A bright yellow crystalline solid that is used as a dye for Paper and Leather. Auramine is a ketone imine compound that was first sold under the brand name Auramine O. It has been used in the preparation of ball point pens, carbon paper, printing inks, and typewriter ribbons. It is also used as a Fungicide, Disinfectant, and Fluorochrome for biological staining. The free base, Auramine O Base (CAS 492-80-8, Solvent Yellow 34), has been removed from the market in the U.S. because it is a carcinogen. Auramine O has a mean excitation wavelength of 460 nm (blue) and a mean emission wavelength of 550 nm (Wolbers et al., 1990).
Synonyms and Related Terms
Basic Yellow 2; CI 41000; 4,4'-(imidocarbonyl)bis(N,N-dimethylaniline); auramine hydrochloride; auramine; Solvent Yellow 34; Pigment Green 3; pyocatanium aureum; aizen auramine; pyoktanin Yellow; canary Yellow; pyoktanin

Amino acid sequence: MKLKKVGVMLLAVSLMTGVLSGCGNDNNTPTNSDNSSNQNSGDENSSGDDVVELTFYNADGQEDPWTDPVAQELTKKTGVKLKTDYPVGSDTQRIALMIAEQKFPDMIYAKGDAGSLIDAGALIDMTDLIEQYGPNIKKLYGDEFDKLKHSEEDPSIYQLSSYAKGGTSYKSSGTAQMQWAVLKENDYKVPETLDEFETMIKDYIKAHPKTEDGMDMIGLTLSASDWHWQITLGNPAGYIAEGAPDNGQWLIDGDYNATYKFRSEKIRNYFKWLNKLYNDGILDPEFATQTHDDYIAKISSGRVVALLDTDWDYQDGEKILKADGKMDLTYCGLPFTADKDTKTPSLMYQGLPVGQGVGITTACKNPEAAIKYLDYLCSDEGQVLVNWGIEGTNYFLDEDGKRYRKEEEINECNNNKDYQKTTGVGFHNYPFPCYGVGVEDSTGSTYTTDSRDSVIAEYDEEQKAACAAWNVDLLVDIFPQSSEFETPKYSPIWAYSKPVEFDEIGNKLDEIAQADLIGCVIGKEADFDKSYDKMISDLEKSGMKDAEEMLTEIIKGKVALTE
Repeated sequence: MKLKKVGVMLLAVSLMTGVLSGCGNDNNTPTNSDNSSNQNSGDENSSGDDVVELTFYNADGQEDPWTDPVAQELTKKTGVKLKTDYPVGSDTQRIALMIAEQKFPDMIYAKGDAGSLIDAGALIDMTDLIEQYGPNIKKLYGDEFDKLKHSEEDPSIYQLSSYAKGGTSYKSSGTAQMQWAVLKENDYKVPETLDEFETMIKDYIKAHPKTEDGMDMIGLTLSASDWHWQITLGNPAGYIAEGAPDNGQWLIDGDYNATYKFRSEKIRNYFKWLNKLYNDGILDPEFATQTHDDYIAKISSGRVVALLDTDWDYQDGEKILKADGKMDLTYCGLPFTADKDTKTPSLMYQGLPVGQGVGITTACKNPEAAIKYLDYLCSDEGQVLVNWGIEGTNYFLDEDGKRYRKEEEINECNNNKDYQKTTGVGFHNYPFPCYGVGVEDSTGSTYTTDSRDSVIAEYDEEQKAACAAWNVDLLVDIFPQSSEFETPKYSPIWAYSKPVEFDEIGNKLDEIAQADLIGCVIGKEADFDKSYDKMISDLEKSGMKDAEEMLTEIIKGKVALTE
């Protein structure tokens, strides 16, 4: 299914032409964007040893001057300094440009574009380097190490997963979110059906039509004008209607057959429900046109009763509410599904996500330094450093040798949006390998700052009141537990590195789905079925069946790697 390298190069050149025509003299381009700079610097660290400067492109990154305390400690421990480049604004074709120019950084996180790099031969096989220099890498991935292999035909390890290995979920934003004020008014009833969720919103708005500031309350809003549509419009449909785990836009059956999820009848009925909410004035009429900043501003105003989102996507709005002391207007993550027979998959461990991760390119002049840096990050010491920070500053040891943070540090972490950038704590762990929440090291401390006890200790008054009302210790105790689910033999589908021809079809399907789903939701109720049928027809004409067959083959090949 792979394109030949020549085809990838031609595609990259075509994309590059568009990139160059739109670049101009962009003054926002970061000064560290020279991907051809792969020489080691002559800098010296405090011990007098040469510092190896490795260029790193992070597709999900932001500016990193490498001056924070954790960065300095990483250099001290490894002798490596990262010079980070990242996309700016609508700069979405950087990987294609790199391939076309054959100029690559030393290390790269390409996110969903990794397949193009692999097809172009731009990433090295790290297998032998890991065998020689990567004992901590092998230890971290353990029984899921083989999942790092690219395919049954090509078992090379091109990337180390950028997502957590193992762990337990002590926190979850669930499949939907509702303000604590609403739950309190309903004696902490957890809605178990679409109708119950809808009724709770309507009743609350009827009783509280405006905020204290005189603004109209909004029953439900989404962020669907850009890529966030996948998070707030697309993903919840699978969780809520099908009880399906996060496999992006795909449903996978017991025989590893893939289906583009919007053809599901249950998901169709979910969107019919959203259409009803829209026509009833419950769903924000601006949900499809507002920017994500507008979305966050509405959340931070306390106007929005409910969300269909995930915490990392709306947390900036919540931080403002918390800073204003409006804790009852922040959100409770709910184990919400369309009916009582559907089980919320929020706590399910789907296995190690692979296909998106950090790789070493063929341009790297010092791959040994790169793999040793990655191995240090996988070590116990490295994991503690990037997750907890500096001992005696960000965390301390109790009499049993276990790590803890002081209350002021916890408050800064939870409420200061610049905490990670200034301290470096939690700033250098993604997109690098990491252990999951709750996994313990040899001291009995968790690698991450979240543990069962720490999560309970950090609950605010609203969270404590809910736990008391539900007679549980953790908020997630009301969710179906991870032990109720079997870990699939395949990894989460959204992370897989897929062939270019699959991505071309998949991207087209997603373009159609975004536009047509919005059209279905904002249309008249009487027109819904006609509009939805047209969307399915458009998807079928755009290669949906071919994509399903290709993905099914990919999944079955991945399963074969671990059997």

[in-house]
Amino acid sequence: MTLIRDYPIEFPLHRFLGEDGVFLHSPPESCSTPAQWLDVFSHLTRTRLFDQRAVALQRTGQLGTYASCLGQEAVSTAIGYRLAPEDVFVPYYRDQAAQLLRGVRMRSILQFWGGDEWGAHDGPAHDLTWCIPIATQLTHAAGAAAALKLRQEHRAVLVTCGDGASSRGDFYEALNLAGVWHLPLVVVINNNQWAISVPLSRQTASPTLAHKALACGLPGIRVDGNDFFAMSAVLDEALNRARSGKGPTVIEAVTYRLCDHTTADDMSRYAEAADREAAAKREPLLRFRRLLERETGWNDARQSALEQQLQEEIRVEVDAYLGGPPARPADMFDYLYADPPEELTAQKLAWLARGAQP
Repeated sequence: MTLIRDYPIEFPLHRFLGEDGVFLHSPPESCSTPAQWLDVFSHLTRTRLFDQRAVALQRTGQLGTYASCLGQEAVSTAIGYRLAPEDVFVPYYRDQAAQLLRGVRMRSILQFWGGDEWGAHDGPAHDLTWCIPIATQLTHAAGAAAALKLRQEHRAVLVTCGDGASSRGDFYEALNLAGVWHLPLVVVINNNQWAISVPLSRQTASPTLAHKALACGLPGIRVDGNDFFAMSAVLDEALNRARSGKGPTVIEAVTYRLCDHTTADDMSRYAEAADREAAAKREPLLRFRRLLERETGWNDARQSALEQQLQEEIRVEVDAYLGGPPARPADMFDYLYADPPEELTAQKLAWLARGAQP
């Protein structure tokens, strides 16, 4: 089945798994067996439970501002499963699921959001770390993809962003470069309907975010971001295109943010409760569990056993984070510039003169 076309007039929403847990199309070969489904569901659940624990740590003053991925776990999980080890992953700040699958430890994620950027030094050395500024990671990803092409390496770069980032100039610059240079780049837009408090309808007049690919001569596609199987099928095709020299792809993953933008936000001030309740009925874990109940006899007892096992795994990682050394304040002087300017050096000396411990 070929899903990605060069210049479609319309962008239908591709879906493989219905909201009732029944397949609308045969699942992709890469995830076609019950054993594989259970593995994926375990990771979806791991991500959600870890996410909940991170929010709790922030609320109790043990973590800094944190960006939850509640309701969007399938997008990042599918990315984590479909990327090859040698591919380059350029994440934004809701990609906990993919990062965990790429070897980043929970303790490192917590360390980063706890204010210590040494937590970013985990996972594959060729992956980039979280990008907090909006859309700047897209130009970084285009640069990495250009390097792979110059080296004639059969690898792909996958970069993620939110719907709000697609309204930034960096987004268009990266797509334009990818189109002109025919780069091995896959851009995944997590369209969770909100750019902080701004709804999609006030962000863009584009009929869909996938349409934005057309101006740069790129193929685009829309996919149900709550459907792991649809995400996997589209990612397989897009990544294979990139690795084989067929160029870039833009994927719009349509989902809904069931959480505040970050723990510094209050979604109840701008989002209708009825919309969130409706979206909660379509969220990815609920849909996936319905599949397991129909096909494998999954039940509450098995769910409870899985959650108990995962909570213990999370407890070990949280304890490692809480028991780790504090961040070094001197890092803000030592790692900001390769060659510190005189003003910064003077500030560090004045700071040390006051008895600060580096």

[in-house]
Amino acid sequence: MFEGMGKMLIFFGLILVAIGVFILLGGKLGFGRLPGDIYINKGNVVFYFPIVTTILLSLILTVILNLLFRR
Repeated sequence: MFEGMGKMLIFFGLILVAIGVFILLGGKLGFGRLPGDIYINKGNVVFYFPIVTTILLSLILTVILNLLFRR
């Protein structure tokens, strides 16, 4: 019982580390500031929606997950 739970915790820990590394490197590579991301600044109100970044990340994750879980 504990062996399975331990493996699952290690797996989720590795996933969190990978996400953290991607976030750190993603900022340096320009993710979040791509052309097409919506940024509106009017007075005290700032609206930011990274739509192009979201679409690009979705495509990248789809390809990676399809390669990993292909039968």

- Toxic by ingestion, inhalation and skin absorption.
- Possible carcinogen and mutagen.
- ThermoFisher: SDS
Physical and Chemical Properties
Soluble in water, ethanol, ether.
|Molecular Weight||mol. wt. = 303.84|
Resources and Citations
- Richard S. Lewis, Hawley's Condensed Chemical Dictionary, Van Nostrand Reinhold, New York, 10th ed., 1993 Comment: formula= C17H22ClN3, CAS= 492-80-8
- Richard C. Wolbers, Nanette T. Sterman, Chris Stavroudis, Notes for Workshop on New Methods in the Cleaning of Paintings, J.Paul Getty Trust, Los Angeles, 1990
- Random House, Webster's Encyclopedic Unabridged Dictionary of the English Language, Grammercy Book, New York, 1997
- Aldrich Chemical Catalog
- Sigma Dyes, Stains and Natural Pigments, Infrared Library, Nicolet, 1991-1995 Comment: OMNIC: formula= C17H23N3, CAS= 2465-27-2